In my previous post, Fearing Unions, I pointed out that the character of various labor unions range from “modestly helpful” to downright “paralyzing.”
Why do you have the type and character of union that you’ve got? What happened that dictated the relationship you inherited was cooperative or pugilistic?
In a word: History.
The past matters
Investment firms warn that “past performance is not a guarantee of future results.” When it comes to company-union relations, however, the past dictates almost everything.
One of the unions I had more than a passing familiarity with was the United Auto Workers. The union began organizing automobile factories in the 1930s. At that time, the auto companies had grown to gargantuan size, and management became completely disconnected from their workers. Favoritism, an incendiary issue in the organizing of many unions, ran rampant. Supervisors were perceived as doling out favors to their pals like they were candy. During some of the initial organizing strikes, the companies used every means available to fight against their workers including things like mass firings, intimidation, and calling in the police to act as their thuggish proxies.
The relationship started poorly, and has stayed that way to this day. Hardly a big surprise.
After many years of attempted rapprochement, after strikes and “work to rule” actions that crippled various plants and firms, after bankruptcies and decades of shrinking and retrenchment, the dynamics of the relationship have changed little.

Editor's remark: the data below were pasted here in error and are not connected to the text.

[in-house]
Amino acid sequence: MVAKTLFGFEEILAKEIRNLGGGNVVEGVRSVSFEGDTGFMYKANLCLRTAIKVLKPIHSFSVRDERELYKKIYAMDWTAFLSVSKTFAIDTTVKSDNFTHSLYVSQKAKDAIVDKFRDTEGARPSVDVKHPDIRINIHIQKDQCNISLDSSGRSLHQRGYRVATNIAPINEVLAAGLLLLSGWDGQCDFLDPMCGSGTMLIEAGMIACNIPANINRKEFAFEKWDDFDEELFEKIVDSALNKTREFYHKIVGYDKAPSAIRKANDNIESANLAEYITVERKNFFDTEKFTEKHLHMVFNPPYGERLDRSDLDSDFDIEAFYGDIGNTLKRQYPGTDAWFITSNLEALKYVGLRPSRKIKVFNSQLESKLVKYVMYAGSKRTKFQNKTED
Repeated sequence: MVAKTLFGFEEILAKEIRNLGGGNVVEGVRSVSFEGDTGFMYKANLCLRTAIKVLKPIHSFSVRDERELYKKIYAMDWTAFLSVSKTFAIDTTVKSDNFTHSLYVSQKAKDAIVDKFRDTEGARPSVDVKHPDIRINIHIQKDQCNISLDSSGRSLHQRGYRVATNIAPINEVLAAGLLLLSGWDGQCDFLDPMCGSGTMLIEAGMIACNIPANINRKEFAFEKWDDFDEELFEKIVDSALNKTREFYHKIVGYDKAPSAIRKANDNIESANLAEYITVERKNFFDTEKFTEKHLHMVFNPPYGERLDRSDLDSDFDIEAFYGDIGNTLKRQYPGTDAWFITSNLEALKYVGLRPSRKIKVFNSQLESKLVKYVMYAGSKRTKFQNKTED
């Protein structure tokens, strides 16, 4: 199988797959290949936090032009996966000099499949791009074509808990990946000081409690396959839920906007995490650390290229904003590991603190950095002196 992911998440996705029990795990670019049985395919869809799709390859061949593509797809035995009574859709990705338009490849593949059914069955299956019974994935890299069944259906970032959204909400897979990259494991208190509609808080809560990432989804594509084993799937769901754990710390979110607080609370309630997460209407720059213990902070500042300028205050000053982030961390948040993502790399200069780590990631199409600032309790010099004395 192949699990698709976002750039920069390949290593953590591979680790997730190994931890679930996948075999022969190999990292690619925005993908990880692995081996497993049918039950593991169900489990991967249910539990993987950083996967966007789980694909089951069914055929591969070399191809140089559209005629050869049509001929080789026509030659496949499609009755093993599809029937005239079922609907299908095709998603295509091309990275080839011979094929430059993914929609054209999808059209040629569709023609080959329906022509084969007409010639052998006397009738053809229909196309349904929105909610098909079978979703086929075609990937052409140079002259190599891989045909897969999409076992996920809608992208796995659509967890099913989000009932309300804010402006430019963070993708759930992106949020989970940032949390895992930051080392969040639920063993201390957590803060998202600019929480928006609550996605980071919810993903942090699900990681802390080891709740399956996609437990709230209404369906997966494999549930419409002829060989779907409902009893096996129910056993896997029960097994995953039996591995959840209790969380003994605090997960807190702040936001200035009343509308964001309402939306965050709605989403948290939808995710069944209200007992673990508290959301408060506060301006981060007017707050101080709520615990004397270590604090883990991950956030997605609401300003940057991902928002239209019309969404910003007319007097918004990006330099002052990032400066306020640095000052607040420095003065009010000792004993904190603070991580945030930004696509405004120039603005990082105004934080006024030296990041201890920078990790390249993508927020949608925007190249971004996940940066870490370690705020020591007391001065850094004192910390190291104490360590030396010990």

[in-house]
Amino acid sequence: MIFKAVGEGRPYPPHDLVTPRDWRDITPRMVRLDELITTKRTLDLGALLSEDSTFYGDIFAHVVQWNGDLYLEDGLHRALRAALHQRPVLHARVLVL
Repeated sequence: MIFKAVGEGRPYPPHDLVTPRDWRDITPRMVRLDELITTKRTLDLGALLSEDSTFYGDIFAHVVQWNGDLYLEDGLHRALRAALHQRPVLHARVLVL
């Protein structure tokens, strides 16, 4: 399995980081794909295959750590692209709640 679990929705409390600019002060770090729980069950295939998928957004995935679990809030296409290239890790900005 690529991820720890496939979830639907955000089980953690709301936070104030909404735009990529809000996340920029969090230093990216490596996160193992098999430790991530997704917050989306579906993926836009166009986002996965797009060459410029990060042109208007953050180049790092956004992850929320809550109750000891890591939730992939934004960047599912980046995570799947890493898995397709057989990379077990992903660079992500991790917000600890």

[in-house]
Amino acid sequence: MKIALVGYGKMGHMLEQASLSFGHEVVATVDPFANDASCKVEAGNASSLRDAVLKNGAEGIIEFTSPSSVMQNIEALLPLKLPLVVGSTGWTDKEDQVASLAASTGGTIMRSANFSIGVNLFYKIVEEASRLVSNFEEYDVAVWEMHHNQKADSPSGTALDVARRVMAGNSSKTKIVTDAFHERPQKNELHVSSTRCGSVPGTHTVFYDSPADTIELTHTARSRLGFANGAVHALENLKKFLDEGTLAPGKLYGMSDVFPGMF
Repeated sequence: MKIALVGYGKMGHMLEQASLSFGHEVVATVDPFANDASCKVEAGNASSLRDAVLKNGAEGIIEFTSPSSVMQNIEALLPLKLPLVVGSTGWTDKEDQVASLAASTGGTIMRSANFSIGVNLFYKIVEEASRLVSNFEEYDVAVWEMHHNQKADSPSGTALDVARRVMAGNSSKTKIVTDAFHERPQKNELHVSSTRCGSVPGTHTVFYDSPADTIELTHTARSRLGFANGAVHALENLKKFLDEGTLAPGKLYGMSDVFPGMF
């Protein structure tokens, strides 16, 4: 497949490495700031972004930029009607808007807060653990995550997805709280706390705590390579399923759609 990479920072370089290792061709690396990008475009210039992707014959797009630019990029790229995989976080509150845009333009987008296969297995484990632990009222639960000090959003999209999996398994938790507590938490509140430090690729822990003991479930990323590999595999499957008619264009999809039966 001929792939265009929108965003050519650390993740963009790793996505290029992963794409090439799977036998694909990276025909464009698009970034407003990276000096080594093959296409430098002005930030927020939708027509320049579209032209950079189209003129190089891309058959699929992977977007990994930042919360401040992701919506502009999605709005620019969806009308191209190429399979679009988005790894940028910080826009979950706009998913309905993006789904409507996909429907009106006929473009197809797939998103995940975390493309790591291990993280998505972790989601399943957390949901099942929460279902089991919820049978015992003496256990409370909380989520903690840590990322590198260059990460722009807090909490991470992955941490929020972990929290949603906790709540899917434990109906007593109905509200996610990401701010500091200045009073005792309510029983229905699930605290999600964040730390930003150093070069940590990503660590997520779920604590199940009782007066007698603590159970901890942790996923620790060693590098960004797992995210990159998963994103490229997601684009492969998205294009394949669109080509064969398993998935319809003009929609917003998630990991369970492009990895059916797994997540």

One could argue that the auto companies have the types of unions they deserved – planted with distrust and malice and still full of that, today.
In a contra-example, I once had responsibility for a plant in California that was also unionized. Years earlier, the organizing drive had been weak, but management didn’t vehemently oppose it. The main concern of the employees at the time of organizing was safety, and after the union was voted in, management worked with the union to establish a first-class safety program. Relationships started positively, and were cooperative for the most part, with the two sides coming to loggerheads only on rare occasions.
One could easily ask why this company ended up with a union at all – possibly management could have successfully fended off the organizing drive. But with the benefit of 20/20 hindsight, the outcome they achieved was better than engaging in a pitched battle at the time of organizing – one that could have gone either way.
By the time I was managing this facility, I was convinced that with a little encouragement we could have, convinced the employees to decertify the union. I didn’t see any reason to do so, however, knowing that any change to the delicate balance that existed at the site might easily lead to a less desirable outcome.
It can change, but usually only for the worse.
I have observed only one instance of a relatively passive union becoming active. This occurred when the shop floor came to be dominated by a particularly problematic manager, and senior executives backed-up that manager despite the fact that the he was clearly a major issue.
While relations up to that point had been fairly cordial, this “ditch to die in” became the “straw” that broke the trust of employees in their management team.